In the design tool three typical flexure hinge contours are considered, the circular (Fig. 2a), corner-filleted (Fig. 2b) and elliptical contour (Fig. 2c). Besides that, the advantages of the polynomial contour (Linß et al., 2011a) are implemented and extended to a power function (Fig. 2d) to offer a wider range of possible contours. The power function-based hinge contour offers a great spectrum for the flexure hinge design (Linß, 2015). Due to the variable height function, the contour design may be adjusted from circular-type to corner-filleted-type contours to achieve a desired angular deflection or axis shift.

Three different cases for designing a circular flexure hinge in
dependence of the input parameter values (all shown for

Three different cases for designing an elliptical flexure hinge in
dependence of the input parameter values (all shown for

Height functions of the four implemented flexure hinge contours.

In Table 2 the according height functions of the four implemented flexure
hinge contours are listed. Contour-specific parameters for the exact
definition of each flexure hinge are proposed with

In contrast to form and force-closed joints the materially coherent connection of flexure hinges leads to a restoring force when bent (bending stiffness) – which can be advantageous in technical systems, too. Apart from that, the angular deflection of a flexure hinge is limited by reaching admissible material stress or strain values (maximum angular deflection). Moreover, no exact relative rotation is possible with a flexure hinge because always a shift of its axis of rotation occurs in dependence of geometric and load parameters (rotational precision). When applying flexure hinges in a compliant mechanism, this can lead to path deviations compared to the rigid-body mechanism, which are not negligible especially in precision engineering (Venanzi et al., 2005; Linß, 2015).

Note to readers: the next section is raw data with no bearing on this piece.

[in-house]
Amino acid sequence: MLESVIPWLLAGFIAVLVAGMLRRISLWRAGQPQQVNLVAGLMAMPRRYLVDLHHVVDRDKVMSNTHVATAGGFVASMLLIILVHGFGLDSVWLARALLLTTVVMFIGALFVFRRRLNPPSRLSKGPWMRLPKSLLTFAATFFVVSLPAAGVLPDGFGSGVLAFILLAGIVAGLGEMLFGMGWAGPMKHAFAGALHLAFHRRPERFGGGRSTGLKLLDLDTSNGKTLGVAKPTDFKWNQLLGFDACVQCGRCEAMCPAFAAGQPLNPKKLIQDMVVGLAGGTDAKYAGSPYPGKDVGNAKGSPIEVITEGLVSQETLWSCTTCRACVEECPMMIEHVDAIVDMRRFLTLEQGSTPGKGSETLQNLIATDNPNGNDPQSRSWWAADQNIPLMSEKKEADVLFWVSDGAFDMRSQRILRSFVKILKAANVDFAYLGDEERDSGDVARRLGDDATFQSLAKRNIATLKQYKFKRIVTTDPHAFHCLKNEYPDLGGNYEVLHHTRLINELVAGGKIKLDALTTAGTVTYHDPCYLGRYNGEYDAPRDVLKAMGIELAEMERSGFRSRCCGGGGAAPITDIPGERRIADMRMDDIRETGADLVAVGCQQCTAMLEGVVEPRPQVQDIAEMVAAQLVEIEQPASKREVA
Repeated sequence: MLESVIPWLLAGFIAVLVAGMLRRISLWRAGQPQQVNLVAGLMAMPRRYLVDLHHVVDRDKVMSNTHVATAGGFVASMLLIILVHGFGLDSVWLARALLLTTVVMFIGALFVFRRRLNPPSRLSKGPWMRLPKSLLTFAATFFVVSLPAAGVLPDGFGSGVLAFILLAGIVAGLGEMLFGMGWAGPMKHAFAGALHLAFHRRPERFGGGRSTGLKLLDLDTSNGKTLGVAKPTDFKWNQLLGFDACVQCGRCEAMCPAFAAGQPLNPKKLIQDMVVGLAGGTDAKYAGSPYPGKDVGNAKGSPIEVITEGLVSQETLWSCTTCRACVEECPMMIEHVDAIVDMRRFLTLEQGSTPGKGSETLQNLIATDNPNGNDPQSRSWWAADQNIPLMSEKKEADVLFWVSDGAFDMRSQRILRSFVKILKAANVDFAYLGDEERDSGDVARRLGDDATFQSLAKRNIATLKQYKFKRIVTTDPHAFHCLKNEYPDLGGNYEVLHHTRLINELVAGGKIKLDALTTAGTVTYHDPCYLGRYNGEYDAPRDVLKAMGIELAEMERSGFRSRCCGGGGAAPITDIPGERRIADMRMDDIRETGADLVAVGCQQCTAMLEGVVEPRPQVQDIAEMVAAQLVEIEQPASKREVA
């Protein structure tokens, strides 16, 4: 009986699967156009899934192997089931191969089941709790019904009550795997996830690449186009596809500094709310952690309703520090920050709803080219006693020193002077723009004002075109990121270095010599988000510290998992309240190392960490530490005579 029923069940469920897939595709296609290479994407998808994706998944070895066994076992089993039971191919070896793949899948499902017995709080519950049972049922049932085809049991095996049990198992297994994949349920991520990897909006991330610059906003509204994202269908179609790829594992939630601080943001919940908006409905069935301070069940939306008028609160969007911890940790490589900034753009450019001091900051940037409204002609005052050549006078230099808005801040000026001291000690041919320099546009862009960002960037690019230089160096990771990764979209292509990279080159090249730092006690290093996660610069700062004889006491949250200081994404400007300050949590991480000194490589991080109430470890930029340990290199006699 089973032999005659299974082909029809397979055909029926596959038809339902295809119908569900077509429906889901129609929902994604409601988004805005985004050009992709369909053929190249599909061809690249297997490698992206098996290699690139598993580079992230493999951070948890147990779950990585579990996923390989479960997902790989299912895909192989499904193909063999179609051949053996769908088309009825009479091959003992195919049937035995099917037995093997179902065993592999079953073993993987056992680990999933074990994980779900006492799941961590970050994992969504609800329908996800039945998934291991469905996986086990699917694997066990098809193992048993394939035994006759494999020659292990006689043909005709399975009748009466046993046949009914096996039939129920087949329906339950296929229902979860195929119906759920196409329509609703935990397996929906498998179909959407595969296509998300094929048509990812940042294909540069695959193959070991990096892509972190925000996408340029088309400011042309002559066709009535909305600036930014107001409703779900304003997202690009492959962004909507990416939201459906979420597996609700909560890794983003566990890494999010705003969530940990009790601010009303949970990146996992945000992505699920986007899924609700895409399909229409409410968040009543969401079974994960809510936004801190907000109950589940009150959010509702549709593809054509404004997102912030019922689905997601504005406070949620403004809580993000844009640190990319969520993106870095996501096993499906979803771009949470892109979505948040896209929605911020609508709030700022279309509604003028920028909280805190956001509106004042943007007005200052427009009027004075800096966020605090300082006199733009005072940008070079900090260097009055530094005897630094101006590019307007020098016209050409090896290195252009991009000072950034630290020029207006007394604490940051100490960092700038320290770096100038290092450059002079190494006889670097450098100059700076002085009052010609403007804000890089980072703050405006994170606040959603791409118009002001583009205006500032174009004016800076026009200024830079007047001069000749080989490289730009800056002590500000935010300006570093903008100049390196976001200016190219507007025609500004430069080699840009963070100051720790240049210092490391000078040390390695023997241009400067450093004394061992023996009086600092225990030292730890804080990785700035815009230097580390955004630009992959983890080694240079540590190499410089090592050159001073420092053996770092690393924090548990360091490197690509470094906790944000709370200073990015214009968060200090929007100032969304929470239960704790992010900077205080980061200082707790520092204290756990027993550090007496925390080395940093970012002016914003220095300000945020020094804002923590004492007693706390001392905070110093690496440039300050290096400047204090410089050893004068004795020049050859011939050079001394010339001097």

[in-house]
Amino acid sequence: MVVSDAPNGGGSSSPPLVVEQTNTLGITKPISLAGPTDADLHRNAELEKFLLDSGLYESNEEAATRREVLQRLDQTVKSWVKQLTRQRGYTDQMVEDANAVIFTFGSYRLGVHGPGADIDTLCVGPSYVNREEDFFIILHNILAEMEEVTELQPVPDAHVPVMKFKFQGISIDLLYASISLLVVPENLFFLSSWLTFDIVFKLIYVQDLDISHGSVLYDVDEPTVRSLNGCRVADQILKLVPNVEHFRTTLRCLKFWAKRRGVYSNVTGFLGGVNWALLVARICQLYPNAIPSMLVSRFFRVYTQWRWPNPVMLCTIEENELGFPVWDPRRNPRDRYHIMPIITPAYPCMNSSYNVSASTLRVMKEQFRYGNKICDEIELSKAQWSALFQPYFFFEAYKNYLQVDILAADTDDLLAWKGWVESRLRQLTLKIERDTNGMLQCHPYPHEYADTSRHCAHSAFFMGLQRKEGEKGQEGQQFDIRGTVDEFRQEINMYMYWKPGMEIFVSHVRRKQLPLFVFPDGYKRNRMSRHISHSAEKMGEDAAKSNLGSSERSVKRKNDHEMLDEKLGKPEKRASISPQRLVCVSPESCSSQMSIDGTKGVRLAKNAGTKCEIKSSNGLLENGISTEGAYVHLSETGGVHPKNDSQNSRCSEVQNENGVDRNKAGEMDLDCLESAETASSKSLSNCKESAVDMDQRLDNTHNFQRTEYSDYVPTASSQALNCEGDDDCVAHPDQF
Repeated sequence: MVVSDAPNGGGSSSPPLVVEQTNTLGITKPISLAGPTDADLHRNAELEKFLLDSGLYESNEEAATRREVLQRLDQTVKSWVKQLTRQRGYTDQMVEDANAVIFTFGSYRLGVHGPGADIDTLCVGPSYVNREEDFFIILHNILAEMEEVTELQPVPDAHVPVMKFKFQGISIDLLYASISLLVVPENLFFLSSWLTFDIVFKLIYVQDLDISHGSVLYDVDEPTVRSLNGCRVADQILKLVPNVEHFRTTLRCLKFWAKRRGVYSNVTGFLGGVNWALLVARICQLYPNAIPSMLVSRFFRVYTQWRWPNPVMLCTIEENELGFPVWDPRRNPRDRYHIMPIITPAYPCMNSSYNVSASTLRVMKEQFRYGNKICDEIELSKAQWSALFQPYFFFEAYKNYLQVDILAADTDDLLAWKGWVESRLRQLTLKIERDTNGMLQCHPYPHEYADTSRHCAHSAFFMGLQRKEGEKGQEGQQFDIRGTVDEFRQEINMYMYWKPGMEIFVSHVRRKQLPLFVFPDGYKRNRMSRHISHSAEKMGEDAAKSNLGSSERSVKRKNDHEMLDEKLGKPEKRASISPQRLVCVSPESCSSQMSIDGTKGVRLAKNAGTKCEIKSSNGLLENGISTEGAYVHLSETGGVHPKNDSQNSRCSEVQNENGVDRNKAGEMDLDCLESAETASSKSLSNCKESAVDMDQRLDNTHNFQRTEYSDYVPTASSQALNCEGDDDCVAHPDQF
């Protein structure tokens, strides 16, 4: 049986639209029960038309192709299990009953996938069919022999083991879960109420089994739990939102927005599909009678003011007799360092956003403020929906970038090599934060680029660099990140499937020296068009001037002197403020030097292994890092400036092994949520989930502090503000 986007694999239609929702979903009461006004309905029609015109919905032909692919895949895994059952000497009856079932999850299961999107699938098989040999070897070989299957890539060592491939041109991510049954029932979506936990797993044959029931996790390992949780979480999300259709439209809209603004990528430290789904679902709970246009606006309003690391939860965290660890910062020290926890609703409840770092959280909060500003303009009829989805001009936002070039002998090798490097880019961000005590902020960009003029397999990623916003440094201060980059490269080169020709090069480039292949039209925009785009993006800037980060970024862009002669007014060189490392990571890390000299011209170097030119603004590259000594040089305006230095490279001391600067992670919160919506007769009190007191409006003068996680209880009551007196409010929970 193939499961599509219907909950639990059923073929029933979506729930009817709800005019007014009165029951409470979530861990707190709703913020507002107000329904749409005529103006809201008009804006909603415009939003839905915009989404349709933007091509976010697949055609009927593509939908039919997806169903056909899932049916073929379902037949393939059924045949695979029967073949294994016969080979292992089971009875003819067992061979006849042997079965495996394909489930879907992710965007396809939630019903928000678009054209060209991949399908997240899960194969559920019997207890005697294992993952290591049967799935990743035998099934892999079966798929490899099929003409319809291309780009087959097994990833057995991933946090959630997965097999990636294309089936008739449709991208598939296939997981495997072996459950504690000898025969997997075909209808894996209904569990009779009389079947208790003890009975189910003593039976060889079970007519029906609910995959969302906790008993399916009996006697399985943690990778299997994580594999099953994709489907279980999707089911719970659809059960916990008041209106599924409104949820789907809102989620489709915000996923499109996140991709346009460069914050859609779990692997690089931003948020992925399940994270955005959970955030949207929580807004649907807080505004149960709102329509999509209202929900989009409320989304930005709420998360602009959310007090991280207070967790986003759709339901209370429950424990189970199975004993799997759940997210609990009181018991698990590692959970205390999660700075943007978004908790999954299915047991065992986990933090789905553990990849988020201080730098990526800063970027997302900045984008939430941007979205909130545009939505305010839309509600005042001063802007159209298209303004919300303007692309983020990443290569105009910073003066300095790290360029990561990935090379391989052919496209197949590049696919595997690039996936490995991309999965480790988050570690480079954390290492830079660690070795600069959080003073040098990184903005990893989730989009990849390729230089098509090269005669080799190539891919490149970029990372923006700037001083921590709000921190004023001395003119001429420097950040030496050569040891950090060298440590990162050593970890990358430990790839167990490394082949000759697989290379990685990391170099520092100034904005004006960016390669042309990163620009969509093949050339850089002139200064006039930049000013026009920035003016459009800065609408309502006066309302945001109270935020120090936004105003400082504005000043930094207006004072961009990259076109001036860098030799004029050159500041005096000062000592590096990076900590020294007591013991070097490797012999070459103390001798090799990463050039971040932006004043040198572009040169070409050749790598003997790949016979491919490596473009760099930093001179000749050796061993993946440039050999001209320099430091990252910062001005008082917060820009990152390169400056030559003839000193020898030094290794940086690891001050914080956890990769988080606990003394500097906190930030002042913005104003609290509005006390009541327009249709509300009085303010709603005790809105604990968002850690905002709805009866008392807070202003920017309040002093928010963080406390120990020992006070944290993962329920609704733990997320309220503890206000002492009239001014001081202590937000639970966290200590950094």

In this section, the approach of the non-linear analytical characterization of a notch flexure hinge and the equations for its bending stiffness, strain distribution/maximum angular elastic deflection, and rotational precision are presented.

As long as the dimensions of a cross section are small compared to the rod length, the non-linear theory for large deflections of rod-like structures is sufficient to describe the motion behavior of compliant systems (Zentner, 2014). If a flexure hinge is modeled together with adjacent deformable link segments as a bent beam with a variable height, this theory is assumed to be suitable for the calculations in this paper, too. Therefore, the assumption is made that Bernoulli's hypothesis, Saint-Venant's principle, and Hooke's law apply. Shear deformation according to Timoshenko as investigated in (Dirksen and Lammering, 2011) and the effect of anticlastic bending (Campanile et al., 2011) are neglected, because first investigations with the applied theory show a good correlation between the theoretical results and FEM simulations for different flexure hinges (Linß et al., 2017b).

A stationary coordinate system

Parameters for the theoretical characterization of a flexure hinge (depiction of the initial and deflected position) with the model for the determination of the rotational axis shift based on guiding the center with a constant distance, the fixed center approach.

On the contrary to the compliance of a flexure hinge, the bending stiffness
around an axis of a system of coordinates is a measure for the resistance of
an object against deformation under external loads. Due to the fact that
flexure hinges in this paper are mainly exposed to bending around the

The bending stress

For a moment load, the maximum strain occurs, related to the

Due to the fact that flexure hinges do not have a stationary rotation axis,
the term rotational precision is introduced. Notably, in precision